Saturday, August 22, 2015

Bright Ideas: No prep interactive notebook activities

I don't know about you, but sometimes my best lesson activity ideas come to me right in the middle of the lesson. There is no time to run to the office to make copies, so I've got to raid the closet to make it happen. This has happened several times when I wanted my students to add an interactive component to their notebooks. Luckily, most interactive notebook activities don't require a fancy template, you can whip them up with just a plain sheet of paper, some scissors, and glue!

Even if you have time to prep, there is often no need to copy a template for students. I love teaching them how to fold and cut the paper because it allows them to practice listening skills, work on following directions, and gives them experience with manipulating paper in different ways. Plus it makes them even more INTERACTIVE!

There are so many that I could share, but I narrowed it down to three...the shutter fold, the petal book, and an easy pocket.

 To create the shutter fold...
1. Fold the paper in half and open it up.
2. Fold the sides in to match the center.
4. Cut the shutters. I choose to make six, but you can easily make two to eight.
5. Label the outside and write definitions, examples, draw pictures, etc. on the inside.

 To create the petal book...
1. Fold the paper to make a square and cut off the excess.
2. Open it up and fold the corners in about an inch.
3. Cut off the corners (you can save these and make little flaps for another interactive notebook page!).
4. Fold the "petals" in towards the center.
5. Add the details!

To create the pocket...
1. Fold the paper to make a square and cut off the excess.
2. Keep the paper folded so that it is a triangle. Keep the base of the triangle facing down and the right angle pointing up.
3. Take one of the other points and fold it across the triangle meeting about halfway along the opposite edge.
4. Do the same with the opposite point, lining up the edges.
5. Fold the top point of the top layer of the triangle down over the folded pieces.
6. Flip the pocket over and fold the other layer of the top point.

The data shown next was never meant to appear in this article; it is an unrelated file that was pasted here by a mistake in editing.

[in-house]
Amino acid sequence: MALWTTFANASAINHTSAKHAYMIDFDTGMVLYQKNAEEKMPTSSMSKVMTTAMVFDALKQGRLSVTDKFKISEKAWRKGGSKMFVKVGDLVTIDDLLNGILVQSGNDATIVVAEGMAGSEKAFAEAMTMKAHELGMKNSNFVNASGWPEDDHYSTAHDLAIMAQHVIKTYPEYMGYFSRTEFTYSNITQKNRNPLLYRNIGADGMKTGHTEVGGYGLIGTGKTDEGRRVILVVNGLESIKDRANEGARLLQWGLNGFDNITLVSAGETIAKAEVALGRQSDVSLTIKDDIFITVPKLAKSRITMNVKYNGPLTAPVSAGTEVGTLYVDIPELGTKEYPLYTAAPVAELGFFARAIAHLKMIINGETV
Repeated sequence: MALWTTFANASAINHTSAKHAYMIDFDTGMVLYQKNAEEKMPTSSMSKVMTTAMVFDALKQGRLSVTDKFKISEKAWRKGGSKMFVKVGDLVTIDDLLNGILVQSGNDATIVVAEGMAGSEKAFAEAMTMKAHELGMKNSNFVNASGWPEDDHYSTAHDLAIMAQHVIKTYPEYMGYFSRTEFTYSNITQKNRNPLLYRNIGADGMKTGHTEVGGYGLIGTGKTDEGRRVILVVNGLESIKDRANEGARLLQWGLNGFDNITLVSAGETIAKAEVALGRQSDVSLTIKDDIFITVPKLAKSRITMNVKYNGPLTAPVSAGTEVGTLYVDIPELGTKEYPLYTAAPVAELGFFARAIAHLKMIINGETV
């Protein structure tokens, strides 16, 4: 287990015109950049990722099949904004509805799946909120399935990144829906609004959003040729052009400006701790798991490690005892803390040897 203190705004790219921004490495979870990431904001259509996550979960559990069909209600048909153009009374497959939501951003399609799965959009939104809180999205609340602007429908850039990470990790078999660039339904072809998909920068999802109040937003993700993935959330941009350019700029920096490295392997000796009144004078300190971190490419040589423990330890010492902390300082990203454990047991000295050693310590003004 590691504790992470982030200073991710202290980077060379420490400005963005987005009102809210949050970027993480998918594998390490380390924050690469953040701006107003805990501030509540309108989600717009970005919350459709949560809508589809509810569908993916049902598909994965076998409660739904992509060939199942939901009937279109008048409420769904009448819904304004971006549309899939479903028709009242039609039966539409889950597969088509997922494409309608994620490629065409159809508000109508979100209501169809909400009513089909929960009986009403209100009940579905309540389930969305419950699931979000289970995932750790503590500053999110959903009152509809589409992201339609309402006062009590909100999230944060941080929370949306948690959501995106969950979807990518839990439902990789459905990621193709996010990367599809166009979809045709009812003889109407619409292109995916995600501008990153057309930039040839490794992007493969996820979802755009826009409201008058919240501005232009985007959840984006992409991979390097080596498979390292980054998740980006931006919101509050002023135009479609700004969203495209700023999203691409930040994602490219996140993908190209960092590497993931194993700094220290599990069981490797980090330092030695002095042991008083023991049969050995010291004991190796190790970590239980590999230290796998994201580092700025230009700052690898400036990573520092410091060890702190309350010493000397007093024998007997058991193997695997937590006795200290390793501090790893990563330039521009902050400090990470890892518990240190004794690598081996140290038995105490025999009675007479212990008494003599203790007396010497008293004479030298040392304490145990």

7. Glue the pocket in, label, and place things inside.

For more bright ideas from other bloggers, please browse through the link-up below and choose a topic/grade level that interests you. Thanks for visiting!

Saturday, August 1, 2015

Back To School Read Aloud

I have a confession to make...I had never read the book Frindle. That probably makes me the worst upper grades teacher ever, but what is really bad, is that one of the reasons I didn't read it was because I judged it by the cover *gasp*. Sorry, but a kid holding a pen wasn't all that interesting to me. I knew the premise - some kids rename pens with the word frindle - and it "seemed" like more of a 4th grade book; most kids coming to 5th had already read it in 4th anyway. It was never on my to-read list.

Well, as summer wound down I wanted to squeeze in one more teacher book (see my Summer Reading posts for more great teacher books I read over the summer) and I chose reading guru Donalyn Miller's "Reading the the Wild". What a lovely book! It really invigorated me and reminded me of how important it is to foster a love of reading.

I started to think about which book I wanted to start with this year, and I REALLY wanted to have a book that my students could each hold in their hands and follow along with. Last year our district adopted the Journey's reading series. I'm not a fan of basals/anthologies/programs like this, but Journey's has one great bonus, actual books - and enough for all the kids! Well, Frindle happened to be one of the trade books for 5th grade and so I knew that I'd finally have to read it.

And you know what...I LOVED it! I'm a tough critic and rarely give a book 5 stars, this was an easy 5 stars and I knew it was the book to start the year off! I had lofty goals to start it on day one, but that day flew by, so we started on day 2.

As I introduced Reading Workshop I explained that I wasn't going to use Frindle to teach them vocabulary and there weren't going to be "assignments" on it. We were just going to read it to ENJOY it! And enjoy it we did. Yesterday we wrapped up week two of school and finished Frindle. I think I enjoyed even more the second time around!

Frindle is such a satisfying read and perfect for 5th grade. The themes make it ideal to kick off the year:
* a teacher's influence on students
* thinking "outside the box"
* being a risk taker
* how words evolve/the importance of word study
* being yourself

Now to decide on a read aloud for week 3...

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